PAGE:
When beginning with acrylics, it is best to start out copying references. Once you know how to work with them, you can alter the image however you like. I start out with a basic pencil sketch. It does not have to be all that detailed when using acrylic paint as your medium. If you were to do anything too elaborate, most details would be lost with base coating. I use photo reference for most aspects of the painting, especially for people. You want to have a basic idea of what you want to accomplish with the overall painting at this point, but not all decisions need to be made just yet.

Step 2

Next, I take some black paint and go over all the pencil lines with a liner brush. This is so you will be able to see your major lines underneath once you begin base coating. It does not have to be perfect. When working with acrylics, any mistakes can be fixed or adjusted at a later stage. At the current stage, you can go straight to either base coating or do a light/dark study. A light and dark study is a good step for beginners working on original paintings. If I was uncertain whether I wanted the wall in the background to be lighter or darker than the girl or if I wanted to go with warms or darks, the light/dark study would be an opportunity to experiment with values without fully committing. In order to achieve a wash, add water to the acrylics making them much like a watercolor and apply them to the painting. For this particular painting, I went with a darker wall, lighter floor, and warm values. If I were doing a light/dark study since I’m going with warms, I would use burnt sienna paint adding only a little water to it for the wall to keep it more on the dark side.  Then, I would add a bit more water to it to go over the girl and really water the paint down to keep the floor the lightest aspect of the painting. If I was using cool colors I would use a watered down ultramarine blue paint or you could go with just black.

Step 3

I have done enough light/dark studies I can skip that tool and just go into base coating. This is the stage where you start to work on getting colors down and getting rid of the white of the board. Even if they are not the colors you decide to go with it helps you to begin seeing the painting as a whole. Since it is an early stage, you do not have to worry about keeping it neat. All acrylic paintings look bad in the beginning stages. I like to keep the paint a little on the watery side for the first coat. That way, I know I’m not going to lose my major lines under the paint. Usually after each layer of paint I put down, I go back over these lines again with the black paint to reinforce them. When working with acrylic paint, you work dark to light, so you want to keep everything on the darker side. I did not go dark enough with my basecoats, so I went back in and with a watered down black wash over the wall and the floor.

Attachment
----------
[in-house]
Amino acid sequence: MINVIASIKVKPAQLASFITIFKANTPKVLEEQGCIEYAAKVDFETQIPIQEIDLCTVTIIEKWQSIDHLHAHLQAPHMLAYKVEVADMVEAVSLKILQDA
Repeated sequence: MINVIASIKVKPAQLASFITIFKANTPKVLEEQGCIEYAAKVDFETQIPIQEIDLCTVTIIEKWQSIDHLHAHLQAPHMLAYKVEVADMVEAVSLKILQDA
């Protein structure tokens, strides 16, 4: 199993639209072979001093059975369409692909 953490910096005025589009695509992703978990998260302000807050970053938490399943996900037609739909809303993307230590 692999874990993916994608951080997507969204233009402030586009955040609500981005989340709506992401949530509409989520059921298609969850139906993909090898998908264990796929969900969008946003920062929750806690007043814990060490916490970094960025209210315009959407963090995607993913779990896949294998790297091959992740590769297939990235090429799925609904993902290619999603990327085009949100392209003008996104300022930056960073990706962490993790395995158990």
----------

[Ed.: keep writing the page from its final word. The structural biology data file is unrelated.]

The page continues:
Step 4

This stage is when I start to focus on making the painting more refined. I do not want my paints to be watery anymore. I want to add at least a little bit of white to any color I’m mixing. The white paint has more pigment in it than any of the other colors making the white paint more opaque as well as any paint it is mixed with. I also like to add some neutral grey to dull down the colors since acrylics tend to be on the vibrant side. I can still use washes to quickly darken sections or adjust the color. It’s much faster to add a purplish color wash to the window than completely repaint over the blue. I like to start focusing on the main subject first, especially the face. Once the face is starting to look like something it really helps draw me more into working on the painting. After I have it to a point where it is decently established, I start to get some background elements in. For skin blending, I like to use the cheap bristle brushes. You want to take most the paint off on a paper towel and make sure your paint is not watery. If the paint is too watery the blend is not going to work. You want to take the darker tones out further than desired in order to give your room to blend the lighter tones into the darker ones.

Step 5

Detailing is the step of the painting that takes the longest. This is when you go back in to do things such as add highlights, do touchups, or fix any mistakes. I like to wait until this stage to begin adding things such as the blood and the dress details. That way I did not have to worry about painting around them before when I was still roughing things in. I will usually save the hair until this stage also.

Step 6

It might not look like a lot of difference between the previous step and the finished piece other than the bats, but I actually did a good amount of touch ups and finalized all the details. One of the most difficult parts of painting is trying to decide when it’s finished. Sometimes I like to take a day or two away from it before I make that decision. I might look at it and see something obvious that needs fixed that I did not notice before. At some point though, you have to be able to call it done. If anyone has any questions, please contact me at my email address